GTPulse Weekend Planner: Interlochen

My Mom moved to Interlochen the year I was entering the third grade, and every time I visit, I am flooded with memories. My sisters and I would bike from my Mom’s house to the Interlochen State Park, spending the day swimming before biking home with wet hair and towels draped around our necks. Summer days spent at Eberle’s Farm Market on the corner of my subdivision where I would spend every last penny of my babysitting money on piles of Reese’s peanut butter cups, and then run home at full speed so they wouldn’t melt in the July sun. Hours of begging my Mom to take us down the road to Fun Country—swearing we would never misbehave, or argue, or complain about anything ever again if she would take us. Corralling grocery carts with my car in the parking lot when I bagged groceries at Ric’s Food Center because I didn’t want to push them in the cold. 

Interlochen has changed a lot since I was a kid. The farm market was sold making way for a Dollar General store. Tom’s replaced Ric’s for grocery needs while Ric’s became a book warehouse. Fun Country sits vacant; nothing more than overgrown weeds with virtually no sign of the once prominent waterslides and Go-Kart tracks that beckoned kids to return every year, like a summertime spiritual pilgrimage. Yet, with all of the change that comes from thirty-five years of development, progress, economic downturns and business ventures, one undeniable aspect of Interlochen remains: It’s just a cool, laid-back place with cool, laid-back people.


The Crap: 

A familiar sign detailing an executive order to wear masks is displayed in the window of Mrs. O’s Crap Shack in Interlochen. But, in true Mrs. O fashion, this particular sign includes an additional order, this time issued by Mrs. O herself, “Don’t be an a**.”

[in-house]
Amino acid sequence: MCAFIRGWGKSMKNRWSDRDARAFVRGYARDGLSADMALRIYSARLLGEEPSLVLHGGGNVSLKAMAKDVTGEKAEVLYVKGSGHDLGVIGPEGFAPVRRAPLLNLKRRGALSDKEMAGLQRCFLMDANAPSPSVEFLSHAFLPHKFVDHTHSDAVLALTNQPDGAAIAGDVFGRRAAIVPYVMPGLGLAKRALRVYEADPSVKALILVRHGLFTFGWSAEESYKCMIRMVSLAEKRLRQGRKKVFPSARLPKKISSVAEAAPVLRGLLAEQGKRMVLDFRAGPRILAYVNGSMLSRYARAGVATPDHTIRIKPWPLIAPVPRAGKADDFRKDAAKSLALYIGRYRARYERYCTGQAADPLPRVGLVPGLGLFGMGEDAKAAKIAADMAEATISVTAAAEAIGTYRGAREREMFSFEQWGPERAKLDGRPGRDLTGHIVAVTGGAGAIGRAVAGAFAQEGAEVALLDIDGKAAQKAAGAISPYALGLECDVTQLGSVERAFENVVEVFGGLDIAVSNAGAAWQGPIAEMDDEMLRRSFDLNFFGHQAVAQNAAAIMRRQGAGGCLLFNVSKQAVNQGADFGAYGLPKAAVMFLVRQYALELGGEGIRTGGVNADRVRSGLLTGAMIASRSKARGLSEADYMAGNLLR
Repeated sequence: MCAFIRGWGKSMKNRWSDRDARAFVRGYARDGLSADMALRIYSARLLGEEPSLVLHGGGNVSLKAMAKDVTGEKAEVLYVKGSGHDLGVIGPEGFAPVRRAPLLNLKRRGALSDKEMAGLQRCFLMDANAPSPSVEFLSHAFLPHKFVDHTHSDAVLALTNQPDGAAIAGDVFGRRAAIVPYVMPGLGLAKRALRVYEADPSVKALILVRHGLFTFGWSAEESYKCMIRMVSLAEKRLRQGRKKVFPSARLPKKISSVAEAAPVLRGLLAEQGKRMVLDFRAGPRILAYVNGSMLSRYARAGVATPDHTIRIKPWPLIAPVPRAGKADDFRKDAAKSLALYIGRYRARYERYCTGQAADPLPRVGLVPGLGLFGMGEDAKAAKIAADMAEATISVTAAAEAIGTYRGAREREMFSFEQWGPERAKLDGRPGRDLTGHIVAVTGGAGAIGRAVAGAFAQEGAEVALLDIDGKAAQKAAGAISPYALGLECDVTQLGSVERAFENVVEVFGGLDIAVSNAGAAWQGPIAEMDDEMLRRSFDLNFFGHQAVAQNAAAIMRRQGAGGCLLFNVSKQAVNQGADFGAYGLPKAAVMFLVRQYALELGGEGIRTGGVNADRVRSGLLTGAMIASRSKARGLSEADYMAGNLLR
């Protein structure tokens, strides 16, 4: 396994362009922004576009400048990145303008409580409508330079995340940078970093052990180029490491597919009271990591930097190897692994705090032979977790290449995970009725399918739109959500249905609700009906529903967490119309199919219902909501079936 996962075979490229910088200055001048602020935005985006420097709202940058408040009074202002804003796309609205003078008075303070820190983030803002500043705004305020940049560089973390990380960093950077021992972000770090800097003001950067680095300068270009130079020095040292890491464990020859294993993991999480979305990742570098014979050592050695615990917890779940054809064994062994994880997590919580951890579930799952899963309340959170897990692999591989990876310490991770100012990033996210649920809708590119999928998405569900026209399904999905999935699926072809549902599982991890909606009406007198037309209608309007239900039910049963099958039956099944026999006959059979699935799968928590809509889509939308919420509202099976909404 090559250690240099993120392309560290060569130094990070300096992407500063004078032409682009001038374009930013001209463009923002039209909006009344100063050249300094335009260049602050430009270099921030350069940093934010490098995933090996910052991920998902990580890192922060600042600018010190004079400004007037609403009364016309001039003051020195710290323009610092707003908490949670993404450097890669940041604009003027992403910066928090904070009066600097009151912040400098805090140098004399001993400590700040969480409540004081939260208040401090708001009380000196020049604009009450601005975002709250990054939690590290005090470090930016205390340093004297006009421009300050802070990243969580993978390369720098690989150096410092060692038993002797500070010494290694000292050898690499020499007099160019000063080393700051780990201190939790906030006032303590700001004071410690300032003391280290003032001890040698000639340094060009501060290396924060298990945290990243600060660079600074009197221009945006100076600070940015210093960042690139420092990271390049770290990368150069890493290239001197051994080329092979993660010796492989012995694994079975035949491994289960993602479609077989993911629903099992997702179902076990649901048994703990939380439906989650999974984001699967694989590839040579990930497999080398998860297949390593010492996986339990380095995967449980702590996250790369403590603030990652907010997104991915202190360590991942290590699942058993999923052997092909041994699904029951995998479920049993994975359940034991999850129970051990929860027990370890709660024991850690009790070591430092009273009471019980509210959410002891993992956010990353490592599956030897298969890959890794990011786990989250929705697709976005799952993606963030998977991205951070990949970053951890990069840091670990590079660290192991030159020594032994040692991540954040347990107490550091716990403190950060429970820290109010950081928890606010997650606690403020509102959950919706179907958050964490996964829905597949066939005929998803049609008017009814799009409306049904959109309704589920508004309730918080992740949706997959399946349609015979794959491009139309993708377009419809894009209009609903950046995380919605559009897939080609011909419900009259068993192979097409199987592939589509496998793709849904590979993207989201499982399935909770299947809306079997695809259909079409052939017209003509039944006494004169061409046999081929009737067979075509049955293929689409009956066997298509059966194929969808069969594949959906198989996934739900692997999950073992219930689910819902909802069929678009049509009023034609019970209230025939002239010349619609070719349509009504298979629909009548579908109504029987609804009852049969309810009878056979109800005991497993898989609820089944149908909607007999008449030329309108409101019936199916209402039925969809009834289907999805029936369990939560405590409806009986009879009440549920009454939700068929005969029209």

Even in the midst of a pandemic, Robin O’Malley—Mrs. O—retains her signature tongue-in-cheek humor, a quality that has propelled an online auction, where Mrs. O sold her own “crap” to her friends on Facebook, into a popular consignment shop that also serves as a community gathering space in the heart of the village of Interlochen.  


“It was never my intention to turn this into a business,” Robin explains, “I just had all of my own crap and I thought, ‘well, I think I’m going to try selling this stuff on Facebook’ and then fifty friends of mine bought everything and in a couple of weeks, I was out of crap and people were wanting to shop, so I started reaching out to my friends to see if they wanted me to sell their crap, and that’s just really how it took off.”


We’re standing in the relatively new location of the Crap Shack, next door to the original shack, and Robin’s infectious laughter is indeed contagious as she recalls how often she has grown out of crap space, “The auction took over space in our garage, out basement, our bedroom…When moved to a physical location, my husband was just happy to get all of that space back!” 


And, it’s a good thing she has a bigger space. Women’s clothing, shoes, accessories, home goods, and more are tastefully scattered throughout the store. Mannequins are wearing cute combinations and I ask Robin if she just naturally has an eye for fashion, “Actually, the girls do a lot of this.” Robin is referring to her staff—Jenny, Hilery and Rose-Bud—only I get the feeling they’re more like family than employees and Robin seems to read my mind, complimenting them for their dedication, creativity and enthusiasm.


Mrs. O’s Crap Shack works like a typical consignment store: Women (mostly) bring new or gently used unwanted items to the store and Robin and her team sell said items. But, unlike a typical consignment store, Mrs. O’s Crap Shack has Mrs. O; a business savvy woman with a background in finance and marketing, and a downright intoxicating personality that keeps people coming back. “They come for the magic coffee,” Mrs. O says pouring me a cup of coffee with a shot of “magic.” The complimentary coffee drinks at the Crap Shack add a bit of elegance to this cozy and inviting consignment store, the type of elegance usually reserved for bridal boutiques and high end clothing stores and rarely, if ever, in a store that regularly uses bathroom humor and wordplay in its marketing. “We don’t take ourselves too seriously, that’s for sure. But, we do take our customer service seriously.”